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What your constituents need to know about unfunded federal mandates.

Questions

& Answers

On Unfunded Mandates

Q. What are federal mandates?

A. Federal mandates are requirements placed on local governments by the federal government to perform specified tasks. They are "mandates" because they must be done, and they are "federal" because the national government enacts them. To determine if something is a mandate for your city or town just ask the question: "Must my city do this or risk civil or criminal penalties?"

Q. Who pays for federal mandates?

A. Local citizens and businesses pay for most federal mandates through increased local taxes and fees. Most federal mandates are unfunded or underfunded. This means the federal government adopts the legislation and/or establishes regulatory requirements without appropriating any federal funds to implement the legislation or regulations. The costs for implementation are left to the local government.

Q. Why are mandates a problem?

A. Federal mandates are a problem for three reasons: (1) they are imposed without consideration of local circumstances or capacity to implement the federal requirements; (2) they strain already tight budgets forcing increases in local tax rates and fees to pay for mandates, continue to provide local services, and keep local budgets in balance; and (3) they set priorities for local governments without local input. Because most mandates require compliance regardless of other pressing local needs, federal mandates often "squeeze out" projects and activities that are local priorities and which could contribute more to local health, welfare and safety than the specific action or activity dictated by federal law or regulation. Local dollars spent on federal mandates is money that cannot be spent on local priorities.

Q. How much do federal mandates really cost?

A. Federal mandates cost individual cities millions of dollars. For example, Columbus, Ohio, will have to spend $16 million to reduce the level of atrizine, a corn herbicide, in its water supply to a level of less than three parts per billion, or the equivalent of one half an aspirin tablet per 16,000 gallons of water. The city of Anchorage will spend $1.5 million to comply with municipal stormwater requirements. The cities of Lewiston and Auburn, Maine, except to spend $17 million to comply with the federal safe drinking water mandates which will produce virtually no change in the quality or delivery of water. In 1990, the U.S. Environmental Protection Agency (EPA) predicted that by the year 2000, cities and towns will have to spend $12.8 billion annually just to comply with federal environmental mandates that were then in effect - the equivalent of a 32 percent property tax increase for local governments.

Q. Are local governments opposed to mandates that protect the public health, safety and civil rights of citizens?

A. No. Local elected officials are committed to providing public services that enhance the health, safety, and welfare of their citizens. City officials support and continue to develop programs to advance these and other objectives.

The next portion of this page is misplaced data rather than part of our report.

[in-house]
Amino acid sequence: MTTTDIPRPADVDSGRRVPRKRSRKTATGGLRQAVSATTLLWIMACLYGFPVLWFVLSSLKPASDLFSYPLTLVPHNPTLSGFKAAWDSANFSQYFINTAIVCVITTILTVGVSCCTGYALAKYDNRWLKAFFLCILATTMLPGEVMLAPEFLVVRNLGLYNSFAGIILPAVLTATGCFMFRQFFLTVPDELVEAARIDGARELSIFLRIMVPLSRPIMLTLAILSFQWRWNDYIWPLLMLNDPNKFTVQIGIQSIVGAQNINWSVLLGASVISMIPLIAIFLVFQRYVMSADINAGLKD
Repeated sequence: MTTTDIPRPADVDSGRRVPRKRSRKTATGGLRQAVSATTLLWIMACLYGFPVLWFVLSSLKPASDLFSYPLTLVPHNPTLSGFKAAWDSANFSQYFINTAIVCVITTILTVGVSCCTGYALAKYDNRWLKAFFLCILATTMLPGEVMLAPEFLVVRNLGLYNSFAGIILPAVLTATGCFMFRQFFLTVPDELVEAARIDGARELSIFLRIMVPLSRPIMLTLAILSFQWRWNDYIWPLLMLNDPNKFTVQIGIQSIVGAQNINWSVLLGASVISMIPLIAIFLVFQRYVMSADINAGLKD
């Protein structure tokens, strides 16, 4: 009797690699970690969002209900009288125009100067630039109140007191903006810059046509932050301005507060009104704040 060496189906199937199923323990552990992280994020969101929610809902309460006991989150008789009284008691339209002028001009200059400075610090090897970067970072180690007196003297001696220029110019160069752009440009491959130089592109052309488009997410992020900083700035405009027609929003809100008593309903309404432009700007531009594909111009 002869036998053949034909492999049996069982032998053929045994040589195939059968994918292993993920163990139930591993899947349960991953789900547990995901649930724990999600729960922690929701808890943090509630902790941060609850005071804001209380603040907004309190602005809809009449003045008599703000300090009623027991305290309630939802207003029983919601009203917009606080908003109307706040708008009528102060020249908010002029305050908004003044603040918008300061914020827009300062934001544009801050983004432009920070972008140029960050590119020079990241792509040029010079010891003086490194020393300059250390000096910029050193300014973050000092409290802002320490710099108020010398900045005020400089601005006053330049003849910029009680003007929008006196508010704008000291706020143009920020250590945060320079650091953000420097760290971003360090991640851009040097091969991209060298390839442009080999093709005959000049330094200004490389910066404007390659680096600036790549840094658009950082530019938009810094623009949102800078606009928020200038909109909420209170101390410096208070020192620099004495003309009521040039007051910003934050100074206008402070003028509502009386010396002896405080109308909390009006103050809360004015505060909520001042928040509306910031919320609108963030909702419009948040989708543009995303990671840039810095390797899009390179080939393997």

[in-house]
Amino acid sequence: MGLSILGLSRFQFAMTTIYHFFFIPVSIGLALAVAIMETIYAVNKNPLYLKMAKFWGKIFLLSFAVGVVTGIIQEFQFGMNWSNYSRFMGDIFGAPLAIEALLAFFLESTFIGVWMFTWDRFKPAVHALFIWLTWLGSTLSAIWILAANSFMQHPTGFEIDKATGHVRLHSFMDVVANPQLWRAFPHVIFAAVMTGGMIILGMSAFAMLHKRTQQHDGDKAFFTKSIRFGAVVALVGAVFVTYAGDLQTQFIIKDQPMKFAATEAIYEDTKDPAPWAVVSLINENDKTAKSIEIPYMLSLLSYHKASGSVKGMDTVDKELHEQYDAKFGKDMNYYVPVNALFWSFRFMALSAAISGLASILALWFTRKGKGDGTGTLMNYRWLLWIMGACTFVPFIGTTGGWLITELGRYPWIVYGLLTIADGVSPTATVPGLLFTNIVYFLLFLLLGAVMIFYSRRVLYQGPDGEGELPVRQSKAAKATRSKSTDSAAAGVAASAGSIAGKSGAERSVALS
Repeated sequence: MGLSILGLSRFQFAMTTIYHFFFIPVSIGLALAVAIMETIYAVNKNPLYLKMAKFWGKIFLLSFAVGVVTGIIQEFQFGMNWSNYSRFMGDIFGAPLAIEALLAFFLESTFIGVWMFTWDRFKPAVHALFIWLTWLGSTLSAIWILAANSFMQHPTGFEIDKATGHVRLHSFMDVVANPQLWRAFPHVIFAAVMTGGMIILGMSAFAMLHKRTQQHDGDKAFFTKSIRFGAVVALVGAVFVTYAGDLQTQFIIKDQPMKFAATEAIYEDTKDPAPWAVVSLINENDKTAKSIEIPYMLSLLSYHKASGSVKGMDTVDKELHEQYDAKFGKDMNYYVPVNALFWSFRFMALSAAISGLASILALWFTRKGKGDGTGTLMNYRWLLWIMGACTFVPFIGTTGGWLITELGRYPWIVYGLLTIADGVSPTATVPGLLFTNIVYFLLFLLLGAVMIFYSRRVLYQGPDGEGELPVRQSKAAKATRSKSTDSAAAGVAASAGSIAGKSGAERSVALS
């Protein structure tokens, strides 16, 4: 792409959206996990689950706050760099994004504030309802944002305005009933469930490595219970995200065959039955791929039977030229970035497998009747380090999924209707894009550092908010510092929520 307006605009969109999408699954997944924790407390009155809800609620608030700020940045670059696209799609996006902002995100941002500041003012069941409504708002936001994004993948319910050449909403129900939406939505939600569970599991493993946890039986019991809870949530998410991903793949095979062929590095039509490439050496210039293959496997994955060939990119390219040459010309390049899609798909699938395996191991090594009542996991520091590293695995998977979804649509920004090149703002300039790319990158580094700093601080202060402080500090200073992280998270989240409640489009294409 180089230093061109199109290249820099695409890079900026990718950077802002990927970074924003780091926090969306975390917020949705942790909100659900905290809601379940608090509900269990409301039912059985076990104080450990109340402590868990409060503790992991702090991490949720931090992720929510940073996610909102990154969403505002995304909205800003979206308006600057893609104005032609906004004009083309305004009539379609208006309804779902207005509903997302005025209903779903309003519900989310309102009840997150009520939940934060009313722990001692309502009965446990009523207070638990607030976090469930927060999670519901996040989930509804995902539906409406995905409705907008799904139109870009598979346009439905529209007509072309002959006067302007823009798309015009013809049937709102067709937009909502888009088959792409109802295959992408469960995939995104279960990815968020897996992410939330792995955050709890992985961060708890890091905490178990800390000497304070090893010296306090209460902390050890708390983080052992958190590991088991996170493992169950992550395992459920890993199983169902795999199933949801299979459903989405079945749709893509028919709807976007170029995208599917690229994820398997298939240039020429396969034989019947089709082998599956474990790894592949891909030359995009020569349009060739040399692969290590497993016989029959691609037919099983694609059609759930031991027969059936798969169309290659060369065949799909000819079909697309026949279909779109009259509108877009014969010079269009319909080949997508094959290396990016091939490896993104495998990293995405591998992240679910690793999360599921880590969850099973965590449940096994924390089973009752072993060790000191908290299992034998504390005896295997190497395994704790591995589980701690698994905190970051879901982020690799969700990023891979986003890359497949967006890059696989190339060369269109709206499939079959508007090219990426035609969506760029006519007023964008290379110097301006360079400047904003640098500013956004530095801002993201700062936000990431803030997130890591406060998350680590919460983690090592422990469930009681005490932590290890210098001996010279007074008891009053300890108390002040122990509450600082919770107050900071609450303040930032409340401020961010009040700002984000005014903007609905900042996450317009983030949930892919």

But local officials are opposed to unfunded, inflexible, "one-size-fits-all" laws and regulations. These laws and regulations impose unrealistic time schedules for compliance, specify the use of procedure or facilities when less costly alternatives might serve as well, and require far more than underlying laws appear to require. Local officials want to concentrate on performance, not procedures.

Q. Why should citizens care about federal mandates?

A. Federal mandates allow the federal government to write checks on the local government's checkbook. They interfere with local decision-making and give authority to remote federal lawmakers and bureaucrats rather than easily accessible local mayors and councilmembers. And, perhaps most importantly, they force local governments to raise local taxes and fees in order to comply with federal mandates and maintain local services.

Q. What can local leaders do about mandates?

A. Local government leaders must begin to speak out about the impact of federal mandates on their government, its budget, and on the pocketbooks of citizens. They must also take responsibility for educating their constituents about the impact of federal mandates on local priorities and local budgets. National organizations representing state and local governments in Washington are providing information and resources to help local leaders educate themselves, their constituents, and their Congressional delegations about the impacts of federal mandates and the urgent need to create a better way of doing business - a partnership where levels of local government work together to agree on priorities and methods of achieving those shared commitments.

Q. What can citizens do about mandates?

A. Citizens should write or call their representative in Congress to urge that they: (1) stop passing legislation that requires local governments to spend millions of dollars without any input into the decision; (2) consider much more carefully the cost and impact of mandates on local communities when voting on legislation; and (3) review existing federal mandates to make them more flexible and permit greater local government autonomy in setting priorities and implementation strategies.
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Title Annotation:Questions and Answers
Publication:Nation's Cities Weekly
Date:Oct 18, 1993
Words:810
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